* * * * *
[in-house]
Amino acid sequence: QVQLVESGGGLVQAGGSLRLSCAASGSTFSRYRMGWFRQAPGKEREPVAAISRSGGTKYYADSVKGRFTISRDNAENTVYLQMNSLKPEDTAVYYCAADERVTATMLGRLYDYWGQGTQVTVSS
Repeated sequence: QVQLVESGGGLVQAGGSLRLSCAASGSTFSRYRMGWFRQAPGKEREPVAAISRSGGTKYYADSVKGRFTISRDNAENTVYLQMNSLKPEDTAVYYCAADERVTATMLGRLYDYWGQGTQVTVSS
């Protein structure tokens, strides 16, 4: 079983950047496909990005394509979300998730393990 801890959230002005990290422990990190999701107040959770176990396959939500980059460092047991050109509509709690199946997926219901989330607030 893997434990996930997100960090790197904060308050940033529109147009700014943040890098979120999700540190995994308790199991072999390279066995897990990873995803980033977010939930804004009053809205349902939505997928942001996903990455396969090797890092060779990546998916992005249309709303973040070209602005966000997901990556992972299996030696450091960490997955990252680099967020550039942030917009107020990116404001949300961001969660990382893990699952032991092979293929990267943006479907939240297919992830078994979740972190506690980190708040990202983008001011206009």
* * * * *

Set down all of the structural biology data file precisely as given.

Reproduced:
[in-house]
Amino acid sequence: QVQLVESGGGLVQAGGSLRLSCAASGSTFSRYRMGWFRQAPGKEREPVAAISRSGGTKYYADSVKGRFTISRDNAENTVYLQMNSLKPEDTAVYYCAADERVTATMLGRLYDYWGQGTQVTVSS
Repeated sequence: QVQLVESGGGLVQAGGSLRLSCAASGSTFSRYRMGWFRQAPGKEREPVAAISRSGGTKYYADSVKGRFTISRDNAENTVYLQMNSLKPEDTAVYYCAADERVTATMLGRLYDYWGQGTQVTVSS
């Protein structure tokens, strides 16, 4: 079983950047496909990005394509979300998730393990 801890959230002005990290422990990190999701107040959770176990396959939500980059460092047991050109509509709690199946997926219901989330607030 893997434990996930997100960090790197904060308050940033529109147009700014943040890098979120999700540190995994308790199991072999390279066995897990990873995803980033977010939930804004009053809205349902939505997928942001996903990455396969090797890092060779990546998916992005249309709303973040070209602005966000997901990556992972299996030696450091960490997955990252680099967020550039942030917009107020990116404001949300961001969660990382893990699952032991092979293929990267943006479907939240297919992830078994979740972190506690980190708040990202983008001011206009």